Perry was born in December 1985. In 2000, he was adjudicated a delinquent for leaving home three times (a status offense) and for disorderly conduct and criminal trespass, which would be misdemeanors if committed by an adult, as well as for attempted theft and receiving stolen auto parts, which would be class D felonies if committed by an adult. In August 2005, he received a one-year sentence suspended to unsupervised probation for misdemeanor invasion of privacy and battery; in November 2005, he was ordered to serve all but ninety days of his sentence. In September 2005, he was again convicted of misdemeanor battery. In October 2005, he was convicted of class C felony battery, class D felony criminal recklessness, and class A misdemeanor carrying a handgun without a license and was sentenced to four years, with two years suspended to probation, which was later revoked. In 2006, he was convicted of class D felony failure to return to lawful detention. In 2009, he was convicted of class D felony domestic battery. In 2010, he was convicted of class A misdemeanor resisting law enforcement. In 2011, he was convicted of class D felony criminal confinement, class D felony domestic battery with a prior conviction, class D felony domestic battery committed in the presence of a child less than sixteen years old, class D felony invasion of privacy/violation of a protective order, and class A misdemeanor resisting law enforcement, and was also was found to be a habitual offender;17 his probation was revoked, and he was placed in a home detention program, from which he was discharged after he was arrested on new charges, and he was given time served in April 2015. In October 2012, he was convicted yet again of class D felony invasion of privacy/violation of a protective order, and he was discharged from parole in September 2014.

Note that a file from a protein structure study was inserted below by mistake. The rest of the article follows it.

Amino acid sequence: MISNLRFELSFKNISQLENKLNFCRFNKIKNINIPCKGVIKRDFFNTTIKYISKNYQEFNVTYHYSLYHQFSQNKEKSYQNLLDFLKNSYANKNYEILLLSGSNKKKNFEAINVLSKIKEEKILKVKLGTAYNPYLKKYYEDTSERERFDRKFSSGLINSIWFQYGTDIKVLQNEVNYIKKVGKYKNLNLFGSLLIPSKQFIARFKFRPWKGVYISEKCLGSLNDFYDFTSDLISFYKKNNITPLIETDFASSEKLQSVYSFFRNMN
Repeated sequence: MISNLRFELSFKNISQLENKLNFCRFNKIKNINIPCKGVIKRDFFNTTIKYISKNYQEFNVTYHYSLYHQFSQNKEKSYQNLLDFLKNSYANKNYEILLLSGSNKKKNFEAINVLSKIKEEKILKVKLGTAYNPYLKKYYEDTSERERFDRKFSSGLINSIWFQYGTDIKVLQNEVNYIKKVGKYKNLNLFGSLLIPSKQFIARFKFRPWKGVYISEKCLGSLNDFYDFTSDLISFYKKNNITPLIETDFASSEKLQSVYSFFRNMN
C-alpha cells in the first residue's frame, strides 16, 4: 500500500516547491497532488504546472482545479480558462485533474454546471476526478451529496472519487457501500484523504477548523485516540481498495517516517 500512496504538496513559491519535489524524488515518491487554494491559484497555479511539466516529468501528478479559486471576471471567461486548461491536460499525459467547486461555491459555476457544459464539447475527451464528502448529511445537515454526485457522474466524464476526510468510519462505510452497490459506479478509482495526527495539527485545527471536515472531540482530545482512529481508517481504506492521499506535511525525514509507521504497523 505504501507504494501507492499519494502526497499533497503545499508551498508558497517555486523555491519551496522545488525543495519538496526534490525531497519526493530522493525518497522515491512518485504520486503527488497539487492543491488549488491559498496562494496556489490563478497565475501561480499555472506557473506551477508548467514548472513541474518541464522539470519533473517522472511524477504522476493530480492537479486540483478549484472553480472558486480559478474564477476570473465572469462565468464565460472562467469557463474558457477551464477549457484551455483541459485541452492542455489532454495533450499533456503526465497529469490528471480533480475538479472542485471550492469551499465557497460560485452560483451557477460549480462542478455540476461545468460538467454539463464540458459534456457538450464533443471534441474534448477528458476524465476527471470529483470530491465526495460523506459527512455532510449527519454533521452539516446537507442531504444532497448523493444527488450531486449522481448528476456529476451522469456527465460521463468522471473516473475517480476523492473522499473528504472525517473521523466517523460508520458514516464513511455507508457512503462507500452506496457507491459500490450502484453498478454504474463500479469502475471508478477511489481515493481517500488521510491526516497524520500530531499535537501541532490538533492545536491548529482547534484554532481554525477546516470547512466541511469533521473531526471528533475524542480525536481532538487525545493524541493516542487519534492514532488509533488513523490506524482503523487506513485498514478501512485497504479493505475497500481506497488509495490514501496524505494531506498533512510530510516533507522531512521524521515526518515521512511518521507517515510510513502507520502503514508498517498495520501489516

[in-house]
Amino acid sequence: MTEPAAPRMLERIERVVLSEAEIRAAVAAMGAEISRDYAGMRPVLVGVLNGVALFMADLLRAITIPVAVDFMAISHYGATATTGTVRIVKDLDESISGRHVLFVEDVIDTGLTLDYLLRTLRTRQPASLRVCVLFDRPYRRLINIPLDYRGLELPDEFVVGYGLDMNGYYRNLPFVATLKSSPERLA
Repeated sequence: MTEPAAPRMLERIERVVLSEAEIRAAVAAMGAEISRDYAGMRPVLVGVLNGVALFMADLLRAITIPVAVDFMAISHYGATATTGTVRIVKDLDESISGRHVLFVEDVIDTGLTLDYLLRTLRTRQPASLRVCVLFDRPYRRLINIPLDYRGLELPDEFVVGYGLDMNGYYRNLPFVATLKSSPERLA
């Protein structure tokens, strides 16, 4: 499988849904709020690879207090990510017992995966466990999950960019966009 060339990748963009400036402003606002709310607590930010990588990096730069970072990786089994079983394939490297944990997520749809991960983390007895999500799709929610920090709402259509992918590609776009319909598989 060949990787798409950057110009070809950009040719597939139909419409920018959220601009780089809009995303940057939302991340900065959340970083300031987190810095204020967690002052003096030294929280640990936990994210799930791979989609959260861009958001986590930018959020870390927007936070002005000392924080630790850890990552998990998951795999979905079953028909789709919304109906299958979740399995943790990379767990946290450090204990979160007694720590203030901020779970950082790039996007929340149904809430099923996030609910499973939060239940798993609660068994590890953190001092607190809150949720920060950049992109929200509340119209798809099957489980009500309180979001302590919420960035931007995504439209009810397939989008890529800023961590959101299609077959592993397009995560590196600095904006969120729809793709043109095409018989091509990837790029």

Perry committed the instant offense against Lydia in December 2015. He violated a no-contact order by calling her over 170 times before and during his trial. He was ultimately charged with and pled guilty to four violations of that order. At the sentencing hearing, Perry claimed to be innocent of the battery and strangulation charges, which he had every right to do, but he also refused to sign and indicated a willingness to violate the new no-contact orders issued by the trial court. Perry contends that he is not the “worst of the worst” deserving of a maximum sentence, id. at 25, but his extensive criminal history (including multiple battery convictions), his failure to respond to more lenient treatment, and the troubling facts of this case overwhelmingly demonstrate otherwise. In sum, Perry has failed to carry his burden of persuading us that his two-and-a-half-year executed sentence for his level 6 felony domestic battery conviction is inappropriate in light of the nature of the offense and his character. Therefore, we affirm it.